Boston Biochem in Nature

If you pick up the October 26th issue of Nature you might notice a letter titled "USP7 Small Molecule Inhibitors Interfere with Ubiquitin Binding."  The paper, submitted by Genentech scientists Ingrid E. Wertz and Till Maurer, is the culmination of more than two years of collaborative research carried out at Genentech, UCSF, University of Dundee, Newcastle University and Boston Biochem (Bio-Techne, Cambridge).

USP7 is a specialized cysteine protease belonging to a class of enzymes known as deubiquitinases, or "DUBs."  There are roughly 100 known DUBs in humans, and imbalances in DUB activity are frequently a contributing factor in the development and progression of disease states including Alzheimer's, Parkinson's, chronic inflammation, and many malignancies.  USP7 plays a critical role in regulating the stability of the p53 tumor suppressor protein, and inhibition of USP7 induces apoptosis of some tumor cells and enhances the cytotoxicity of chemotherapeutic agents.  Thus, small molecule inhibition of USP7 and other DUBs provides a potential means to treat significant human ailments, but developing selective deubiquitinase inhibitors has proven extremely difficult for heavyweights in the field including Genentech, Forma, Almac, Mission Therapeutics and others.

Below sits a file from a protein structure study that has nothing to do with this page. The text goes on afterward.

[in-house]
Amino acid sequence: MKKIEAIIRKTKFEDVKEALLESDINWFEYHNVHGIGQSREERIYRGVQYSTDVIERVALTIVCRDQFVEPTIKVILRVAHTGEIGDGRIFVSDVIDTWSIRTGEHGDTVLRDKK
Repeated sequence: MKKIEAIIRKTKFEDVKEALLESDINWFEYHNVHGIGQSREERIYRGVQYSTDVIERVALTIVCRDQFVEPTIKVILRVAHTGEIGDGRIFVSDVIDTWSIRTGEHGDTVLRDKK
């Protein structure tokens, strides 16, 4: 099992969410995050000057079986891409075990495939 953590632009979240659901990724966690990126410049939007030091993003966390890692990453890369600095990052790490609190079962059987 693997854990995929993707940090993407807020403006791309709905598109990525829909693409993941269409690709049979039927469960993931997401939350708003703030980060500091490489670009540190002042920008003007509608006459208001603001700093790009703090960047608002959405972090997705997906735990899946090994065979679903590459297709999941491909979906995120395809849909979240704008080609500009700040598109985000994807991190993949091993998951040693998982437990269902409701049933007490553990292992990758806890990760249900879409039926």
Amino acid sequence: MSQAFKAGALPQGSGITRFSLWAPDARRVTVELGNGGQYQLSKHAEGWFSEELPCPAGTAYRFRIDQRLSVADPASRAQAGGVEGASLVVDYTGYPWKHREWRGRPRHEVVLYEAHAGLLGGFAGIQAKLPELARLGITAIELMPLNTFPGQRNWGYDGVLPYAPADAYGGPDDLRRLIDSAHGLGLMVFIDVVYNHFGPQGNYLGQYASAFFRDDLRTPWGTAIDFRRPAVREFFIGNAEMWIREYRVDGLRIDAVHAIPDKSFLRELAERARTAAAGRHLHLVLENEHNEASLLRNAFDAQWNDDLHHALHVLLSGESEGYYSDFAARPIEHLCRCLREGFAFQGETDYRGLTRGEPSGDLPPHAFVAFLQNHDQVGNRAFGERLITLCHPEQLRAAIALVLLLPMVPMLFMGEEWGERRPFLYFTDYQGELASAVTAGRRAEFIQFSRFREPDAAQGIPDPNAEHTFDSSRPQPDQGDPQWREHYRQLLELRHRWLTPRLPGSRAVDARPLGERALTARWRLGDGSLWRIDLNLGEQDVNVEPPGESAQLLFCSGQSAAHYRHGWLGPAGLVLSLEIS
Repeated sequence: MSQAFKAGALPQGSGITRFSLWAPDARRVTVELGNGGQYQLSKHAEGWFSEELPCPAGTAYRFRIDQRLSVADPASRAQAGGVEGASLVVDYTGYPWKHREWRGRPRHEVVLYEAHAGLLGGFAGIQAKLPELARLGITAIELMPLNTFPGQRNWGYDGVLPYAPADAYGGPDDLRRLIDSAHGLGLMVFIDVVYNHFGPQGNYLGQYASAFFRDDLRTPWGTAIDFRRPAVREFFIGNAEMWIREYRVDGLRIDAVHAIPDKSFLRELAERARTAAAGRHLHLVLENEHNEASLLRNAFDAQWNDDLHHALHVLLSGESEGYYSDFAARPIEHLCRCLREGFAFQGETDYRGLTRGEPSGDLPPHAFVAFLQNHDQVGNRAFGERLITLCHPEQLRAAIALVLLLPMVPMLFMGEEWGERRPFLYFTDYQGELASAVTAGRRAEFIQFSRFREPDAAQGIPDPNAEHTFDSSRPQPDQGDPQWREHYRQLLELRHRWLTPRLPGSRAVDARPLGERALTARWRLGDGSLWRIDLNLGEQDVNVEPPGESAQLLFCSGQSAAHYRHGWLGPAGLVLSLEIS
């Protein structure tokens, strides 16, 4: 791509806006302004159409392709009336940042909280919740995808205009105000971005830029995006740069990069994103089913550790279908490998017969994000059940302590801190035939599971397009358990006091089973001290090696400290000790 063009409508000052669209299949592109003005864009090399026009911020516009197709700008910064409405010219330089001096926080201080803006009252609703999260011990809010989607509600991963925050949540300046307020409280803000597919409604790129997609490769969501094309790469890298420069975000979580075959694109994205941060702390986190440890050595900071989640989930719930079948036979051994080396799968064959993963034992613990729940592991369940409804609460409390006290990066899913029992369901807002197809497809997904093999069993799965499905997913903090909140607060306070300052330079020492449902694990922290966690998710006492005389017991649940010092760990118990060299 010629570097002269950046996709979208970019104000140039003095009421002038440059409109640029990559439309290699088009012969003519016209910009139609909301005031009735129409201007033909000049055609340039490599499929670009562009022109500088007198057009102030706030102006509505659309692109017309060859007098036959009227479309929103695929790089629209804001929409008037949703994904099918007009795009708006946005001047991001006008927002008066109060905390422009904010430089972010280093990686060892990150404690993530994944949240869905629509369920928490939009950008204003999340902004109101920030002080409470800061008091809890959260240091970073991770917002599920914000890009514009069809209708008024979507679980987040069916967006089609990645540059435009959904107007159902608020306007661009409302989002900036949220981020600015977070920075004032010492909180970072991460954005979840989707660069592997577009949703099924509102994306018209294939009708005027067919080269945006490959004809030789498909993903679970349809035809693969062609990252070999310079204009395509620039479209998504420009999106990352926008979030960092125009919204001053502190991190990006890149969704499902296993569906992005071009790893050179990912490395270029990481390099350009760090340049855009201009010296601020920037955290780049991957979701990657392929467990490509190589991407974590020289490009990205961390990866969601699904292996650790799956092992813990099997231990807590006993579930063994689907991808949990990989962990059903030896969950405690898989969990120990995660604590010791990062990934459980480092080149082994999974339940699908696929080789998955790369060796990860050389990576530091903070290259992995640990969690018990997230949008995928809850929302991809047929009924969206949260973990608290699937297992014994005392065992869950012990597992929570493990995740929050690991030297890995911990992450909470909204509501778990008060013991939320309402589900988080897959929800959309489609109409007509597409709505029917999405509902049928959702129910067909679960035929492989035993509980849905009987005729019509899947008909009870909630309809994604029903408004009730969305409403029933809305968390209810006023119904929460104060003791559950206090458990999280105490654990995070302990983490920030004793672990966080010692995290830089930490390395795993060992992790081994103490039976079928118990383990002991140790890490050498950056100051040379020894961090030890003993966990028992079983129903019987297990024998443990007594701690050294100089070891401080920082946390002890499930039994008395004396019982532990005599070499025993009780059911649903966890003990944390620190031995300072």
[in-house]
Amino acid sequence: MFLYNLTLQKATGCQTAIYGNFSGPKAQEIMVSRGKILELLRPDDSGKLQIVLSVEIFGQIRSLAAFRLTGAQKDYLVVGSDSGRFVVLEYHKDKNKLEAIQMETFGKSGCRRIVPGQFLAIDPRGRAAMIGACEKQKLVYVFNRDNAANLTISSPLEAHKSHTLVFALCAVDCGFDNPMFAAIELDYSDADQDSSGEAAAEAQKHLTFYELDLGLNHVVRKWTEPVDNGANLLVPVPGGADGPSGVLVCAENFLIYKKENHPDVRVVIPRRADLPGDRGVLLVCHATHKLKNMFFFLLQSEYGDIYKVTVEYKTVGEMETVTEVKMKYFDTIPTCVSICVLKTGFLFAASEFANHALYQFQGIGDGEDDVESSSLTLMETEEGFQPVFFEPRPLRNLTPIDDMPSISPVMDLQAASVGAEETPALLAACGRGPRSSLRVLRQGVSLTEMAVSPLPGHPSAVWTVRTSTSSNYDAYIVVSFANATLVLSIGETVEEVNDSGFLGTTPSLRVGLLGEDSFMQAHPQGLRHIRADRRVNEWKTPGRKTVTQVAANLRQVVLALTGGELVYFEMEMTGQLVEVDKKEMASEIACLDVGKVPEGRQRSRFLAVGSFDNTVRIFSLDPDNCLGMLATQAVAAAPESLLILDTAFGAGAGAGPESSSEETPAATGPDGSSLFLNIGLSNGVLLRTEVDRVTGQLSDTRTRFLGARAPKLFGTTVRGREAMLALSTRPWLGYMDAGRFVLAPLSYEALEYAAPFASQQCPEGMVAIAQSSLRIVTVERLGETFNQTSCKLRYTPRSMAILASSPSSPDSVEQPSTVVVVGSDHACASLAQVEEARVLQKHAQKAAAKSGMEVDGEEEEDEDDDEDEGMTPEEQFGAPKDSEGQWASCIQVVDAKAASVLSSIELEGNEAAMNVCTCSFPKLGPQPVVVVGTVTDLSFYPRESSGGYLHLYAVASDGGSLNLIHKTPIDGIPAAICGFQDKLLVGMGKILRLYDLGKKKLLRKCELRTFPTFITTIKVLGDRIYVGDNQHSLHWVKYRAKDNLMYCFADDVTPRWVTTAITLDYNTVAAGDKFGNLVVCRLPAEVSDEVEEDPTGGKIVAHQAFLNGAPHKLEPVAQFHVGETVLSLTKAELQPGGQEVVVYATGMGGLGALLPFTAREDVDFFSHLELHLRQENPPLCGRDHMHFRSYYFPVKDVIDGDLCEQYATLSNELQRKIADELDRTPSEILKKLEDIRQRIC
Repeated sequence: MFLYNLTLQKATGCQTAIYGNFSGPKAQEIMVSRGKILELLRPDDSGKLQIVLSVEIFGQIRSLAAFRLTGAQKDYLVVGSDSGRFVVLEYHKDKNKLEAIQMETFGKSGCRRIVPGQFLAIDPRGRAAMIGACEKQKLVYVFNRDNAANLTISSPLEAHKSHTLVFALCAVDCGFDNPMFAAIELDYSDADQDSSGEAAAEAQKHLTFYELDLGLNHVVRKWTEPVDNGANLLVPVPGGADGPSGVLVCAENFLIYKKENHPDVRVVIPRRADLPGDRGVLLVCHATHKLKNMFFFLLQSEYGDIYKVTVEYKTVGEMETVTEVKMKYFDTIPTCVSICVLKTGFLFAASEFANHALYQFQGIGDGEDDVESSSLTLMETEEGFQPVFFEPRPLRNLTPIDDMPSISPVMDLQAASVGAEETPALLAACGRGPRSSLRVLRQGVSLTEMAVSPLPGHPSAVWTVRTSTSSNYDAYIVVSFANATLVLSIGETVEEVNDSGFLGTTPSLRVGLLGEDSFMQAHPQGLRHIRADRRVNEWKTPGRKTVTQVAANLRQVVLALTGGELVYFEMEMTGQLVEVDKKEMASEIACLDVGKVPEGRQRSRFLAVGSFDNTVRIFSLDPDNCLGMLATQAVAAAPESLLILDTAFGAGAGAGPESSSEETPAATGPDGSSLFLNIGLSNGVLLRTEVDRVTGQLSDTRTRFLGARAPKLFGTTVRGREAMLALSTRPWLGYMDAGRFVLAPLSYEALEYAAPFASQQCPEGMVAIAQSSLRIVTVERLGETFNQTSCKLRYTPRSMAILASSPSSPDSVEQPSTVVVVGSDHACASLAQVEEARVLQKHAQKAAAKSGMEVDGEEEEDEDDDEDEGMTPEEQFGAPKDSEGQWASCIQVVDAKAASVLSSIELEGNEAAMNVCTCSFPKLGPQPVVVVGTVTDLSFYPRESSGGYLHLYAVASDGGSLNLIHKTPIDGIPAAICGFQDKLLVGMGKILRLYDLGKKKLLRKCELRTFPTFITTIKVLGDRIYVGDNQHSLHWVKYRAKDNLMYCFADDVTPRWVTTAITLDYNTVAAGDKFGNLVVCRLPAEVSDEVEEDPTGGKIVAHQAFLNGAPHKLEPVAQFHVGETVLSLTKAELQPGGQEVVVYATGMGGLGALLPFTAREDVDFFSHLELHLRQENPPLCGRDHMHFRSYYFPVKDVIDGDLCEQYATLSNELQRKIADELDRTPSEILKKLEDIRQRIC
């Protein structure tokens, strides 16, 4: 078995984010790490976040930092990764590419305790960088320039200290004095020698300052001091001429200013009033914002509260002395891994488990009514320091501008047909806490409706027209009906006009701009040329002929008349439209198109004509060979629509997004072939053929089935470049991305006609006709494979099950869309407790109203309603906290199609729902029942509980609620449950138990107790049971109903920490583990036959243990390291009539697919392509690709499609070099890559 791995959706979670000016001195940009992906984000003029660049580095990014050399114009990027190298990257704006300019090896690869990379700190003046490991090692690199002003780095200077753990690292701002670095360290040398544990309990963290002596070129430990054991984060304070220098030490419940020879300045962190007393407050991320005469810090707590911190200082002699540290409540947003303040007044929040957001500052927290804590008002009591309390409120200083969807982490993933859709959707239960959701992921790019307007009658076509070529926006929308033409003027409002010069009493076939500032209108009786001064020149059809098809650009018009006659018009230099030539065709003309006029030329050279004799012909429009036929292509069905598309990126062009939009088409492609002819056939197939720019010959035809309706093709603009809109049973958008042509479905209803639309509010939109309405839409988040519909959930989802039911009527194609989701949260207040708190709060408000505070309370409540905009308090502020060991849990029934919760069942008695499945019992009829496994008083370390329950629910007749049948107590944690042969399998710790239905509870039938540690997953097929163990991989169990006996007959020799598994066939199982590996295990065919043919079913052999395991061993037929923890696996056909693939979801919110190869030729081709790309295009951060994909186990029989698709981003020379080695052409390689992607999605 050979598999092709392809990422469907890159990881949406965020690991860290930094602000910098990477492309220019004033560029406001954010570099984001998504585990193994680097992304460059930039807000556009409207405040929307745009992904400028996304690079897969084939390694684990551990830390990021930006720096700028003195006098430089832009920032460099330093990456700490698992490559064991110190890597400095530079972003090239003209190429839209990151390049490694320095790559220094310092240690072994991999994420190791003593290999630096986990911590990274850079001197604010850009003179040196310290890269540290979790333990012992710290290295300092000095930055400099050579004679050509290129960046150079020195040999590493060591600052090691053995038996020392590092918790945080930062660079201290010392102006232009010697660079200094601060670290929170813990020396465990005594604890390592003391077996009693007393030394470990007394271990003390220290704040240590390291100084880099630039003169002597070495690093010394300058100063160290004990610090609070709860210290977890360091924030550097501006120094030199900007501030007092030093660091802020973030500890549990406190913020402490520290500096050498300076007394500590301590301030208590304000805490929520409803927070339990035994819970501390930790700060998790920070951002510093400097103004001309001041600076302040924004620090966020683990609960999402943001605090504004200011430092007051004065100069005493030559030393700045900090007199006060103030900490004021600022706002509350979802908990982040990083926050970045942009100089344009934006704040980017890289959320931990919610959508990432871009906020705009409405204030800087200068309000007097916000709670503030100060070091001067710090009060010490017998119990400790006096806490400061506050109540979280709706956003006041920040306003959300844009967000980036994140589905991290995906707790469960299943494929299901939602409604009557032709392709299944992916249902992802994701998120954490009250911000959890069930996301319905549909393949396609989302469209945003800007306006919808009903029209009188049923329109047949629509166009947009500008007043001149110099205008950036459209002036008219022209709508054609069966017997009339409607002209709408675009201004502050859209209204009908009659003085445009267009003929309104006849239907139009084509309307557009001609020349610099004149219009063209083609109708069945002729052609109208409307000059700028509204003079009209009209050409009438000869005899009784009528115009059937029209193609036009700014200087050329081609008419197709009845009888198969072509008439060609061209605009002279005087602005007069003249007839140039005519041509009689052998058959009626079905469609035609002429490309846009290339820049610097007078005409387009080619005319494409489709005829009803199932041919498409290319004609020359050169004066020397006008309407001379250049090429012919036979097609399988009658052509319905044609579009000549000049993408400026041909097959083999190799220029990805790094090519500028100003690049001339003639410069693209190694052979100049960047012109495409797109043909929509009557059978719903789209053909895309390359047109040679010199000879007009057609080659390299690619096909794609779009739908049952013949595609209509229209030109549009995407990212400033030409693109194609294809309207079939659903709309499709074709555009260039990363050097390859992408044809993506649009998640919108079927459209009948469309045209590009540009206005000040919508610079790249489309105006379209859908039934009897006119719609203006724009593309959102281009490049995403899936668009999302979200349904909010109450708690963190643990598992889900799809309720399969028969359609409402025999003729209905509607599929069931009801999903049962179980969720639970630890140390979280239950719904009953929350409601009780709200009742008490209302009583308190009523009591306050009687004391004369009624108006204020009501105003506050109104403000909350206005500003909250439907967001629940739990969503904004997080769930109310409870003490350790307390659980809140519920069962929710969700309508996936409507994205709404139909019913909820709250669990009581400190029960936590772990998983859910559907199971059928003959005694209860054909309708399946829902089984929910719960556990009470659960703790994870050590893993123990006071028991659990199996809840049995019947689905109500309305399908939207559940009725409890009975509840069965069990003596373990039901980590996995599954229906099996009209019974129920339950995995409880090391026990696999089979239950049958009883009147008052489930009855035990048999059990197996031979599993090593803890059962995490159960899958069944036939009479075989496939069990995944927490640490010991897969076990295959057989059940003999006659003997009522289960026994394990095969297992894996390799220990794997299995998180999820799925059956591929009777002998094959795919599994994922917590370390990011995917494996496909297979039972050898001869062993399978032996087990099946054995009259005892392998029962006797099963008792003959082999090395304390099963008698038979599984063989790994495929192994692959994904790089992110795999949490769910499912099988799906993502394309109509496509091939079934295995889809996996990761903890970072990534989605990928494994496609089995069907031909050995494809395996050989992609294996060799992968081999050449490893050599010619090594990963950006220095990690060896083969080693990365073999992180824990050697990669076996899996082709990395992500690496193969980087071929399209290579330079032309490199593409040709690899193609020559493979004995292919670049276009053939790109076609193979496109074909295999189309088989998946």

The letter describes the development of selective USP7 inhibitors GNE-6640 and 6776, and provides one of the first published structures of small molecule inhibitors bound to this class of enzymes.  Boston Biochem researchers Dr. Carsten Schwerdtfeger and Zac Stiffler devoted many long nights engineering di-ubiquitin chains containing differential proximal and distal isotopic (15N) labels.  These reagents were essential for imaging the USP7-inhibitor complexes using nuclear magnetic resonance-based (2D-NMR) techniques.  At a recent celebration hosted by Genentech, Dr. Maurer praised Carsten and Zac's efforts saying that the labeled di-ubiquitin chains are "…a very elegant piece of work that's already drawing interest from other NMR specialists in the field."  

Together with similar recent reports, the data support the concept that some deubiquitinases will indeed be druggable targets for therapeutic intervention.

You can read the letter, "USP7 Small-Molecule Inhibitors Interfere with Ubiquitin Binding" here.